News Briefs

On Dec. 22, Congress voted to repeal health insurers’ exemption from federal antitrust laws by amending the McCarran-Ferguson Act, which expressly delegated health insurance competition questions to states. The bill would allow the Federal Trade Commission and Dept. of Justice to take action under federal antitrust law if health insurance companies engage in anticompetitive practices. The bill does not prevent states from enforcing their own rules. However, a Dec. 2 letter signed by four state insurance commissioners, each of whom were appointed by Republican governors, announced the opposition of the National Association of Insurance Commissioners (NAIC) to the bill. The commissioners argued that “existing state consumer protection, antitrust, and unfair trade practice laws provide the necessary tools needed to help stop anti-competitive conduct. Adding a layer of federal review would only lead to increased costs, confusion, and possible conflicts in federal and state courts.” Matt Eyles, CEO of America’s Health Insurance Plans (AHIP), condemned the bill in a Dec. 22 statement, arguing it will “[add] administrative red tape and reduc[e] market competition while making health coverage less affordable for hardworking Americans.… It will unnecessarily add layers of bureaucracy, destabilize markets, create conflicting federal and state oversight requirements, and lead to costly litigation.” Read the bill at and the NAIC letter at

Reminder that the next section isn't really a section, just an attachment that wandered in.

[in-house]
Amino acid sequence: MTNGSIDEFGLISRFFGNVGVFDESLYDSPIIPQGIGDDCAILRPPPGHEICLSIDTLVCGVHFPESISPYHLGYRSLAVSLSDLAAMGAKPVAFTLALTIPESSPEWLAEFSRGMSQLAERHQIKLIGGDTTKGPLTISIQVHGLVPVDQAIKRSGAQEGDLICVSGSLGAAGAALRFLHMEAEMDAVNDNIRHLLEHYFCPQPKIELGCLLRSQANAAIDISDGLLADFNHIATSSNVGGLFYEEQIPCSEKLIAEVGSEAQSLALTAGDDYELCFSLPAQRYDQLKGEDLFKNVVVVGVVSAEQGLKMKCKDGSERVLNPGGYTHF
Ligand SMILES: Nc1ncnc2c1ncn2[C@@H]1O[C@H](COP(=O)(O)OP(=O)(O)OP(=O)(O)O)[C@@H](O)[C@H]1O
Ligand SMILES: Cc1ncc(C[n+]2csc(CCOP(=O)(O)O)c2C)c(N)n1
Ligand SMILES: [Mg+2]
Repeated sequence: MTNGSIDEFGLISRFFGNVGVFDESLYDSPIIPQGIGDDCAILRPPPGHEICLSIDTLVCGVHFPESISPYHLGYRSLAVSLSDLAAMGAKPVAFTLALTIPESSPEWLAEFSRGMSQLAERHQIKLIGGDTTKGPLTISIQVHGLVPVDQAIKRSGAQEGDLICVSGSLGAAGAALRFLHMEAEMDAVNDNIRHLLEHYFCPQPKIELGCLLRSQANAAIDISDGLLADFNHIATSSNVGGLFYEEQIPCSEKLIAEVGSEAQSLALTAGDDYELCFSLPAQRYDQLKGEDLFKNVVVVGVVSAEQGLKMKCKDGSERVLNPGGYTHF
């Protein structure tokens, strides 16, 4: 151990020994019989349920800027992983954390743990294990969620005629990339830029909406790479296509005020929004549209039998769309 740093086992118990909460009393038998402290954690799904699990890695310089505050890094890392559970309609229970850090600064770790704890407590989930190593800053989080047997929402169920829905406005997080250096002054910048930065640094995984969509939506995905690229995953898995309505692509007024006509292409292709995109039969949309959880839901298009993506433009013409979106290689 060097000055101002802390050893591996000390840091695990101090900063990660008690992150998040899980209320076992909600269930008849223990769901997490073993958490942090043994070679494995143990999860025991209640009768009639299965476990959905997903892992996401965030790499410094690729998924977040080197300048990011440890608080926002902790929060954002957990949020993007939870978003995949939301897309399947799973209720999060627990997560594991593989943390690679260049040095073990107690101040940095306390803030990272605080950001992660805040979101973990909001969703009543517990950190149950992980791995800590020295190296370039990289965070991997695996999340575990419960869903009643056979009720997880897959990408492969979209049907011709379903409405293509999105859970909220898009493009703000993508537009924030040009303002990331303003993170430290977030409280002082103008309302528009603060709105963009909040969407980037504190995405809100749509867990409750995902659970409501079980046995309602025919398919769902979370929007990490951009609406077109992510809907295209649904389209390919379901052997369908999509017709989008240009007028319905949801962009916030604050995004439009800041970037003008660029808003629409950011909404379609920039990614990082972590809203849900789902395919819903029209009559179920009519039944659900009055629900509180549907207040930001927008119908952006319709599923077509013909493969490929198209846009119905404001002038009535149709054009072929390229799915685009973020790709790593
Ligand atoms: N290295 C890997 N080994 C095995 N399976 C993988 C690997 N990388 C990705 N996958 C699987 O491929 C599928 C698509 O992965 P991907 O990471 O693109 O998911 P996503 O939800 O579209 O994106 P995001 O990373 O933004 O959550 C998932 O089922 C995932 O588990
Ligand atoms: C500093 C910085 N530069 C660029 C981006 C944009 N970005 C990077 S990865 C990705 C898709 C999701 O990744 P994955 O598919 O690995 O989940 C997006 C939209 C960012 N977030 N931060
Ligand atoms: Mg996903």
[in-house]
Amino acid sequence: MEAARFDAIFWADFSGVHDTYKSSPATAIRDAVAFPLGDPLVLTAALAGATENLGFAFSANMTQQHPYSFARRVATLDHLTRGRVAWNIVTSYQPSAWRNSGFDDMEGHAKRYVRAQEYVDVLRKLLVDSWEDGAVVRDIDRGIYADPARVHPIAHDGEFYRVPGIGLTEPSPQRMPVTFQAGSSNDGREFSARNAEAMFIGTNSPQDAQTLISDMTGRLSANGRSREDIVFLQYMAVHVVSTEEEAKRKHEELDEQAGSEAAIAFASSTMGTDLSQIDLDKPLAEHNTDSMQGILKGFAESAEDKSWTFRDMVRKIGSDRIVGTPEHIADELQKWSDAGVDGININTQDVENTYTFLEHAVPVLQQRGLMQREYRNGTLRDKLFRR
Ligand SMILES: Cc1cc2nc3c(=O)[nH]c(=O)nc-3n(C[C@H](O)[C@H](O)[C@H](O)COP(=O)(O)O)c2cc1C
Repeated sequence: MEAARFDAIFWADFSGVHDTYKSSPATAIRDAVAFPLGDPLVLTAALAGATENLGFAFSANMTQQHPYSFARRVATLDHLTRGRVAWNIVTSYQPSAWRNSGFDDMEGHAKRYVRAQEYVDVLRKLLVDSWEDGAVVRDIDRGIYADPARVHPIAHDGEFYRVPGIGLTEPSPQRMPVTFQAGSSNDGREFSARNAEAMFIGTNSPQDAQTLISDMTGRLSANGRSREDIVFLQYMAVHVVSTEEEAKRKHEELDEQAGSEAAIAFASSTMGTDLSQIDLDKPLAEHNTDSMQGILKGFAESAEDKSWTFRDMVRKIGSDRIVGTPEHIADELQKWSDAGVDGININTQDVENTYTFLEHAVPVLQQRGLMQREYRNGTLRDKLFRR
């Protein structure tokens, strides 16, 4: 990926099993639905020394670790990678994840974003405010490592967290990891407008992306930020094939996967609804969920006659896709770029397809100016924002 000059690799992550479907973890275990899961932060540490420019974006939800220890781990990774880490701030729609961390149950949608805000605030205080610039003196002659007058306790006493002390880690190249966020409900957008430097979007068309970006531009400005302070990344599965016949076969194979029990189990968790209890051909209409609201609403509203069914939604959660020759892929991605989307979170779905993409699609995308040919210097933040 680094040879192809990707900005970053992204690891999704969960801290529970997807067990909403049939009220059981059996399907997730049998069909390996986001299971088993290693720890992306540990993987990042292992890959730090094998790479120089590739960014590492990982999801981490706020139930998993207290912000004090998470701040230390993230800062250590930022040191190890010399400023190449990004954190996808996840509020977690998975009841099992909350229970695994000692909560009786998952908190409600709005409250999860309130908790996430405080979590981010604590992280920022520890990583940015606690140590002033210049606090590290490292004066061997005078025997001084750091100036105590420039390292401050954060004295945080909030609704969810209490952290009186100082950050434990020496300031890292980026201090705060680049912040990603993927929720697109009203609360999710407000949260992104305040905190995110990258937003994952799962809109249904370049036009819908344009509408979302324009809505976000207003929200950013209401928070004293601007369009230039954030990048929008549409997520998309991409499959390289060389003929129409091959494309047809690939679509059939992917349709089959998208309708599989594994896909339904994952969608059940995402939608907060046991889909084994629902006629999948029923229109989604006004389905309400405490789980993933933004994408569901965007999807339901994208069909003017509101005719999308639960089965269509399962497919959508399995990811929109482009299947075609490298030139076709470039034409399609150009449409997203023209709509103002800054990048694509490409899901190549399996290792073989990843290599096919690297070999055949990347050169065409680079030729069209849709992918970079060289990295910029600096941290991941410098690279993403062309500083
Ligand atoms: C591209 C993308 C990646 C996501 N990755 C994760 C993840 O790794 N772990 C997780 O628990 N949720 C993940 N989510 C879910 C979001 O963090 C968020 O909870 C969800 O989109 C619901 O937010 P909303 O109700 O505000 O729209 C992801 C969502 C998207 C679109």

Lyft Inc. will offer 60 million rides to COVID-19 vaccination sites for low-income, uninsured and at-risk people who might be unable to access the vaccine otherwise. The program will be sponsored by partners including Anthem, Inc., Centene Corp., Epic Systems Corp., One Medical Group Inc., JPMorgan Chase Co. and United Way. “Access to reliable transportation represents a major barrier to care for millions of Americans across the country,” said Megan Callahan, VP of Lyft Healthcare. “The COVID-19 pandemic has exacerbated this problem, creating a huge challenge in making sure vulnerable populations have access to the vaccine — especially for seniors living alone, low income workers, and parents with young children.” Gail K. Boudreaux, President and CEO of Anthem added that “with the highly anticipated vaccine now rolling out across the country, we are pleased to be joining Lyft and other leading partners to ensure our nation’s most vulnerable consumers will have the opportunity to receive the vaccine.” Read more at

© 2021 MMIT

AIS Health Staff

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